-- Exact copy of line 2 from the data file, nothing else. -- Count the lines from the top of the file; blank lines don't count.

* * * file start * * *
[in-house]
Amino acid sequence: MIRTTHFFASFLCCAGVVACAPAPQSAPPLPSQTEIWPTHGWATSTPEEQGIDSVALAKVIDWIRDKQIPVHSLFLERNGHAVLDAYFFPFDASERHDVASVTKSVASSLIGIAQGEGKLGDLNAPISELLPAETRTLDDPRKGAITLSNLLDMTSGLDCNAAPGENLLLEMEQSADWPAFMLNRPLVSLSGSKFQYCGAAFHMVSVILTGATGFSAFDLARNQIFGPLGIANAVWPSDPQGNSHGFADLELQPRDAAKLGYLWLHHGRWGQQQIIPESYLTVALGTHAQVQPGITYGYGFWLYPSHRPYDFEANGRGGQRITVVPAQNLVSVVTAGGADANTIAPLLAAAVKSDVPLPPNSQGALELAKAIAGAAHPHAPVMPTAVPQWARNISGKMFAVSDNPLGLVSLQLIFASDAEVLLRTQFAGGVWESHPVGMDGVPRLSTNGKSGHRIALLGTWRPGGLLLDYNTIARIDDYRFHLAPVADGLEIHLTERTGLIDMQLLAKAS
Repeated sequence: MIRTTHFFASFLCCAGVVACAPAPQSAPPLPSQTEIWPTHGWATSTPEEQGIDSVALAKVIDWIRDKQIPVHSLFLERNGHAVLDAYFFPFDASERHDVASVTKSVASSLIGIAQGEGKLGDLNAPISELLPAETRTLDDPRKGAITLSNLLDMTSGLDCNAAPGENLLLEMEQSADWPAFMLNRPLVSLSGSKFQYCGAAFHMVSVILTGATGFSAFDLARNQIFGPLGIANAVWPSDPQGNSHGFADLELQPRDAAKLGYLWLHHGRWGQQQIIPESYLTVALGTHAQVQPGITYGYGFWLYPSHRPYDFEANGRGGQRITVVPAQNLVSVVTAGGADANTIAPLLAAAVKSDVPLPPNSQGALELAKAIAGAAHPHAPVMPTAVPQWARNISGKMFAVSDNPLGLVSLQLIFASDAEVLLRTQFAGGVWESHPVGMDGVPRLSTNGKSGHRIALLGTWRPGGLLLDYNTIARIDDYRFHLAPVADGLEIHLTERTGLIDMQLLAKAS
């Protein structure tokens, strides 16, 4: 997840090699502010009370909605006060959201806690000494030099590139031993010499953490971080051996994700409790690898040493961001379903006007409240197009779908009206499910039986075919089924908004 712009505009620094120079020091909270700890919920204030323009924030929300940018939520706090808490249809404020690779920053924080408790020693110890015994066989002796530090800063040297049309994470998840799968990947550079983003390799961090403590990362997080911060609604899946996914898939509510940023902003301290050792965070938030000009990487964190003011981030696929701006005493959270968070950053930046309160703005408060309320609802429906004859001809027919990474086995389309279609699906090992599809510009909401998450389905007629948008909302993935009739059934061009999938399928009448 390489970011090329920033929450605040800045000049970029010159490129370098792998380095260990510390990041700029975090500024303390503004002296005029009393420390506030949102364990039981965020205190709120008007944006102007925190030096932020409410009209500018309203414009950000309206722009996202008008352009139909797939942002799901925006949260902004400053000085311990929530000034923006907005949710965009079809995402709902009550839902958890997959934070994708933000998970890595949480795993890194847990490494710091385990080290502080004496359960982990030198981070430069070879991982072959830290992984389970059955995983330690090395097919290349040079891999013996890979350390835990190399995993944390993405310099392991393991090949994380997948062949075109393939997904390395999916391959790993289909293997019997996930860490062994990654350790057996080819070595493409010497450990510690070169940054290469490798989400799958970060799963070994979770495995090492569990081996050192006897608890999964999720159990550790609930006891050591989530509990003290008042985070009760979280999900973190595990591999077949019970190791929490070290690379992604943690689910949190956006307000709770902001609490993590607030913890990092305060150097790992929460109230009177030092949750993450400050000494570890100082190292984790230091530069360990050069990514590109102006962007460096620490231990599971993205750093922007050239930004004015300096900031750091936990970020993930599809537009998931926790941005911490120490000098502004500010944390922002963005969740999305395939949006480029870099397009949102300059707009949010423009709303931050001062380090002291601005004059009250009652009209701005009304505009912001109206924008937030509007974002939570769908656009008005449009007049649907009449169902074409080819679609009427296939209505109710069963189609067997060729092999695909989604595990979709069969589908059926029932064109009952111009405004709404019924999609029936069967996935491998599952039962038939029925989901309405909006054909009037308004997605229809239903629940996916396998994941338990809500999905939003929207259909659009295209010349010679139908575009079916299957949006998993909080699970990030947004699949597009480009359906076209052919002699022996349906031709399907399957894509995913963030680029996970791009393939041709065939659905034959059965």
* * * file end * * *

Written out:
Amino acid sequence: MIRTTHFFASFLCCAGVVACAPAPQSAPPLPSQTEIWPTHGWATSTPEEQGIDSVALAKVIDWIRDKQIPVHSLFLERNGHAVLDAYFFPFDASERHDVASVTKSVASSLIGIAQGEGKLGDLNAPISELLPAETRTLDDPRKGAITLSNLLDMTSGLDCNAAPGENLLLEMEQSADWPAFMLNRPLVSLSGSKFQYCGAAFHMVSVILTGATGFSAFDLARNQIFGPLGIANAVWPSDPQGNSHGFADLELQPRDAAKLGYLWLHHGRWGQQQIIPESYLTVALGTHAQVQPGITYGYGFWLYPSHRPYDFEANGRGGQRITVVPAQNLVSVVTAGGADANTIAPLLAAAVKSDVPLPPNSQGALELAKAIAGAAHPHAPVMPTAVPQWARNISGKMFAVSDNPLGLVSLQLIFASDAEVLLRTQFAGGVWESHPVGMDGVPRLSTNGKSGHRIALLGTWRPGGLLLDYNTIARIDDYRFHLAPVADGLEIHLTERTGLIDMQLLAKAS